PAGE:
Cayenne: A wound, external or internal, may stop bleeding if the individual will drink a cup of water (preferably hot) with a teaspoon of cayenne pepper (red pepper) stirred into it. The bleeding may generally stop by the time a person can count up to ten after drinking the cayenne tea. The cayenne equalizes the blood pressure from the top of the head to the feet. This keeps the pressure from the hemorrhage area so it will clot naturally, which it cannot do with heavy blood pressure pumping the blood rapidly at the hemorrhage area.
They are revealed by pain, itching, bleeding, and distension on straining to defecate.
Hemorrhoids can be caused by underactive adrenals, a congested liver, and poor diets.
Mary Hyland has a nice section on Healing and Comforting Herbal Teas on her website here .
I told one man that herbs were God's gifts to us for better health. They were Nature's medicines and that nothing could be more natural. It is just that we have been brainwashed by medicine into thinking that chemotherapy, radiation and surgery is O.K., but herbs are dangerous. What could be farther from the truth?
Mary Hyland has a Guide to Herbal Remedies on her website here .
Mary Hyland has a section on her site devoted to Possible Herb Side Effects here .
Most of us have the herpes viruses in our body. Many of us test positive for it even though we don't have the outbreak.
I think in years to come, we will all test positive for herpes simplex and zoster, for Epstein-Barr virus, and for HIV. We can't stop virus contamination.
The point isn't, do we have these viruses in our body?
The point is, do these viruses ever get a hold in our body and come into a clinical state, where we actually notice we have them?
I have patients with HIV that are going to outlive their doctors. So just having a virus doesn't mean you are sick.
With herpes, one thing I've noticed is, that since you have an immune system that is depressed, and then the virus gets a hold, and the virus keeps breaking out constantly, the real cure for herpes is to strengthen your immune system.
You can read Dr. Schulze's HERPES and PARASITES: How to eleminate them with natural healing. on dusan's website.
Read Reducing Herpes Outbreaks by Elizabeth Burch, ND here .
See also Cold sores, Genital Herpes, Herpes Simplex 1, Herpes Simplex 2, Herpes Zoster
Read Upper Gastrointestinal Symptom Relief by Walt Stoll, MD here .
Hold your breath and take ten sips of water. Your hiccoughs will be gone.
A few drops of antispasmodic tincture taken internally and rubbed on the chest area will often bring relief.
Although it is by no means the only major risk factor, elevated serum cholesterol is clearly associated with a high risk of heart disease. Most medical doctors suggest cholesterol levels should stay under 200 mg/dl (5.2 mmol/liter). Cholesterol levels lower than 200 are not without risk, however, as many people with levels below 200 have heart attacks. As levels fall below 200, heart disease risk continues to decline. Many nutritionally oriented doctors consider cholesterol levels of no more than 180 to be optimal.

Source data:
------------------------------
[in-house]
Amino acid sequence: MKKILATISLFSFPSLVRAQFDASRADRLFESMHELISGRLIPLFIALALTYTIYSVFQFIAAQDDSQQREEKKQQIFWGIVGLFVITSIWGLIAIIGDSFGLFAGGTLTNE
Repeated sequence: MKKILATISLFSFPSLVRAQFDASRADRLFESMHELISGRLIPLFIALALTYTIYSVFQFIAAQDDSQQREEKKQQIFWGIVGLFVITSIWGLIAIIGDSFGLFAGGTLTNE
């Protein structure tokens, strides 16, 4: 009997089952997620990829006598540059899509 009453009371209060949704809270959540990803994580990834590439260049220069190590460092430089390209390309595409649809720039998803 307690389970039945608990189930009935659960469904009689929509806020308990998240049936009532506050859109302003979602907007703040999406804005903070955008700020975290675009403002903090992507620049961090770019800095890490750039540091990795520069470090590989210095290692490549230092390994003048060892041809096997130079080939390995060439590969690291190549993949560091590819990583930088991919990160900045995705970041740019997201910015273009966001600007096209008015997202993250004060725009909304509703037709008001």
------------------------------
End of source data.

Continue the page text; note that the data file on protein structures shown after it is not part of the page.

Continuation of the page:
Medical laboratories now subdivide total cholesterol measurement into several components including LDL cholesterol (which is directly linked to heart disease) and HDL cholesterol (the so-called “good?cholesterol). The relative amount of HDL to LDL is more important than total cholesterol. For example, it is possible for someone with very high HDL to be at relatively low risk for heart disease even with total cholesterol above 200. Evaluation of changes in cholesterol requires consultation with a healthcare professional and includes measurements of blood levels of total cholesterol as well as HDL and LDL cholesterol.
High cholesterol is sometimes helped by probiotics.
Homocysteine, a normal breakdown product of the essential amino acid methionine, is believed to exert a number of toxic effects in the body. A growing body of evidence suggests that an elevated homocysteine level is a risk factor for heart disease, independent of other known risk factors such as elevated serum cholesterol and hypertension,1 though, in some research the link has appeared only in women.
While some scientists still have doubts,3 this association may represent a cause-effect relationship, as homocysteine appears to be capable of promoting the development of atherosclerosis (hardening of the arteries). Increased homocysteine levels also appear to be a risk factor for the development of stroke, and this compound may also play a role in the development of osteoporosis.5 Recently, elevated homocysteine levels have also been reported in people with inflammatory bowel disease (Crohn’s disease and ulcerative colitis) and Alzheimer’s disease.
Normally, the body detoxifies homocysteine by converting it back to methionine or by breaking it down further to a compound called cystathionine. However, the efficiency of these detoxification mechanisms may be impaired either by a genetic defect in one of the homocysteine-metabolizing enzymes or by a deficiency of one of the nutrients needed to activate these enzymes.
Many people have elevated blood levels of triglycerides (TGs). TGs are composed of three fatty chains linked together. This is the way most fat exists in both food and the human body. People with diabetes often have elevated TG levels; Successfully dealing with diabetes will, in some cases, lead to normalization of TG levels. Most studies indicate that people with elevated triglycerides are at higher risk of heart disease.